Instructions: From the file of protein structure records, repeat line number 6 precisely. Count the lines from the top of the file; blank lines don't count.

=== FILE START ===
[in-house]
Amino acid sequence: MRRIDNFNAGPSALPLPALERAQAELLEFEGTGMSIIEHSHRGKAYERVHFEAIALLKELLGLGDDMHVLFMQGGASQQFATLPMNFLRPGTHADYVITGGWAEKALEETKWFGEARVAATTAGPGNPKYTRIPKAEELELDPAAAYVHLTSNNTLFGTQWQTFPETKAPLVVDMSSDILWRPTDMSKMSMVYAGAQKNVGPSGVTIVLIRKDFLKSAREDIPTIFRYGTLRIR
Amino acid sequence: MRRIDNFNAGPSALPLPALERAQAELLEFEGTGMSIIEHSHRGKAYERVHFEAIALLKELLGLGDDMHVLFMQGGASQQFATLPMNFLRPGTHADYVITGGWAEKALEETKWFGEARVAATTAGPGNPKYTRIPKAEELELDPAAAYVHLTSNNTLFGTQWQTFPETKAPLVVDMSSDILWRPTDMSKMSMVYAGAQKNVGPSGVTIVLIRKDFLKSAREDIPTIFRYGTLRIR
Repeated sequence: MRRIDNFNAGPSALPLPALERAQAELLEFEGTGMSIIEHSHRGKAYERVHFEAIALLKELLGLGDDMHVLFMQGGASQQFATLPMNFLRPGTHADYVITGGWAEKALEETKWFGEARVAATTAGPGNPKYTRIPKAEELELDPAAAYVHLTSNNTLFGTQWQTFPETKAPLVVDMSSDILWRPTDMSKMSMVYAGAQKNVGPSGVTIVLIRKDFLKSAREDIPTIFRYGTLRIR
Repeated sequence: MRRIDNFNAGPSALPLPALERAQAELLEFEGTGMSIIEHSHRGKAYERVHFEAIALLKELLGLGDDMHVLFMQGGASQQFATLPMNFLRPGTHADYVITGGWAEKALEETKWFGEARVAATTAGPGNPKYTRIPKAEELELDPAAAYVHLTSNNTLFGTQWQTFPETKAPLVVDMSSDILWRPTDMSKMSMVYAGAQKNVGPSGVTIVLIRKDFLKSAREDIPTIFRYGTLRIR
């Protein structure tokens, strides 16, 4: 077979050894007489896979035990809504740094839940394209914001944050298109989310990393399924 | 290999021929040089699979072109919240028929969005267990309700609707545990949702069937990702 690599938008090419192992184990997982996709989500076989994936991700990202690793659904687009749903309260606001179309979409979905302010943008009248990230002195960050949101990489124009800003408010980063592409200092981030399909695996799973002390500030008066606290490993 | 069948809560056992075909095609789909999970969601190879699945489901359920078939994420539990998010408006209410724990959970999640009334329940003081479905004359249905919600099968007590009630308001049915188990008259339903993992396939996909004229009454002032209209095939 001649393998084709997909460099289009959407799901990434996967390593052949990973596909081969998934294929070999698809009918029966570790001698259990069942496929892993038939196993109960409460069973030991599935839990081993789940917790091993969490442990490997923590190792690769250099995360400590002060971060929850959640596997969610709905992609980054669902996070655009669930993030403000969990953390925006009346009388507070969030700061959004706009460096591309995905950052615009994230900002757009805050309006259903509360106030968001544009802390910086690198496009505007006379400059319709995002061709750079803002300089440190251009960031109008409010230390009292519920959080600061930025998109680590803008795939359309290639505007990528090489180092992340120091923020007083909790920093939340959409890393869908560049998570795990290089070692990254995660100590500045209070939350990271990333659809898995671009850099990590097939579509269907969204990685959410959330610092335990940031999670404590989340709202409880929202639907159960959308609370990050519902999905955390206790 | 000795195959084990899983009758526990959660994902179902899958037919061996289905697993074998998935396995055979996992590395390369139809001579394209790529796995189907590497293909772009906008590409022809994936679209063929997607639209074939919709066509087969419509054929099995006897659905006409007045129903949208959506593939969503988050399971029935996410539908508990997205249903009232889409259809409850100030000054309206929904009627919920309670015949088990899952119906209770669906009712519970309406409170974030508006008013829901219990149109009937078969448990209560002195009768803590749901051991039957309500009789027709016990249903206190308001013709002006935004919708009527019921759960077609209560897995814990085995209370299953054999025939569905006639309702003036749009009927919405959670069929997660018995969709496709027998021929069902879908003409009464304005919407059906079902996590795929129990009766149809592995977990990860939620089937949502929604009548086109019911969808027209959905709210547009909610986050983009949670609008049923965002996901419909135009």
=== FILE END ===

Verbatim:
């Protein structure tokens, strides 16, 4: 077979050894007489896979035990809504740094839940394209914001944050298109989310990393399924 | 290999021929040089699979072109919240028929969005267990309700609707545990949702069937990702 690599938008090419192992184990997982996709989500076989994936991700990202690793659904687009749903309260606001179309979409979905302010943008009248990230002195960050949101990489124009800003408010980063592409200092981030399909695996799973002390500030008066606290490993 | 069948809560056992075909095609789909999970969601190879699945489901359920078939994420539990998010408006209410724990959970999640009334329940003081479905004359249905919600099968007590009630308001049915188990008259339903993992396939996909004229009454002032209209095939 001649393998084709997909460099289009959407799901990434996967390593052949990973596909081969998934294929070999698809009918029966570790001698259990069942496929892993038939196993109960409460069973030991599935839990081993789940917790091993969490442990490997923590190792690769250099995360400590002060971060929850959640596997969610709905992609980054669902996070655009669930993030403000969990953390925006009346009388507070969030700061959004706009460096591309995905950052615009994230900002757009805050309006259903509360106030968001544009802390910086690198496009505007006379400059319709995002061709750079803002300089440190251009960031109008409010230390009292519920959080600061930025998109680590803008795939359309290639505007990528090489180092992340120091923020007083909790920093939340959409890393869908560049998570795990290089070692990254995660100590500045209070939350990271990333659809898995671009850099990590097939579509269907969204990685959410959330610092335990940031999670404590989340709202409880929202639907159960959308609370990050519902999905955390206790 | 000795195959084990899983009758526990959660994902179902899958037919061996289905697993074998998935396995055979996992590395390369139809001579394209790529796995189907590497293909772009906008590409022809994936679209063929997607639209074939919709066509087969419509054929099995006897659905006409007045129903949208959506593939969503988050399971029935996410539908508990997205249903009232889409259809409850100030000054309206929904009627919920309670015949088990899952119906209770669906009712519970309406409170974030508006008013829901219990149109009937078969448990209560002195009768803590749901051991039957309500009789027709016990249903206190308001013709002006935004919708009527019921759960077609209560897995814990085995209370299953054999025939569905006639309702003036749009009927919405959670069929997660018995969709496709027998021929069902879908003409009464304005919407059906079902996590795929129990009766149809592995977990990860939620089937949502929604009548086109019911969808027209959905709210547009909610986050983009949670609008049923965002996901419909135009």